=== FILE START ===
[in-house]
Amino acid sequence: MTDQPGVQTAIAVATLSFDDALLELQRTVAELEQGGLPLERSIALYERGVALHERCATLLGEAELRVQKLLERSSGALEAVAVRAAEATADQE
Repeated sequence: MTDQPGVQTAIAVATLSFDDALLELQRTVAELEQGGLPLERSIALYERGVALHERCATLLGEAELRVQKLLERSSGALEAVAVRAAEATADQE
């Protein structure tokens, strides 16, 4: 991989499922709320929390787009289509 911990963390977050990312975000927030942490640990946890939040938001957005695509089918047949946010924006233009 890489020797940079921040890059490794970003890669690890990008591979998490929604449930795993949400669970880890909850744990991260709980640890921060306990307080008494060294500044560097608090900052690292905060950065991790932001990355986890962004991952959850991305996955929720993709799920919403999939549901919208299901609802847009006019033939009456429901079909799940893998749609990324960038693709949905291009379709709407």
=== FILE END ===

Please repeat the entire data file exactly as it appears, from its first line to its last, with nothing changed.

[in-house]
Amino acid sequence: MTDQPGVQTAIAVATLSFDDALLELQRTVAELEQGGLPLERSIALYERGVALHERCATLLGEAELRVQKLLERSSGALEAVAVRAAEATADQE
Repeated sequence: MTDQPGVQTAIAVATLSFDDALLELQRTVAELEQGGLPLERSIALYERGVALHERCATLLGEAELRVQKLLERSSGALEAVAVRAAEATADQE
């Protein structure tokens, strides 16, 4: 991989499922709320929390787009289509 911990963390977050990312975000927030942490640990946890939040938001957005695509089918047949946010924006233009 890489020797940079921040890059490794970003890669690890990008591979998490929604449930795993949400669970880890909850744990991260709980640890921060306990307080008494060294500044560097608090900052690292905060950065991790932001990355986890962004991952959850991305996955929720993709799920919403999939549901919208299901609802847009006019033939009456429901079909799940893998749609990324960038693709949905291009379709709407």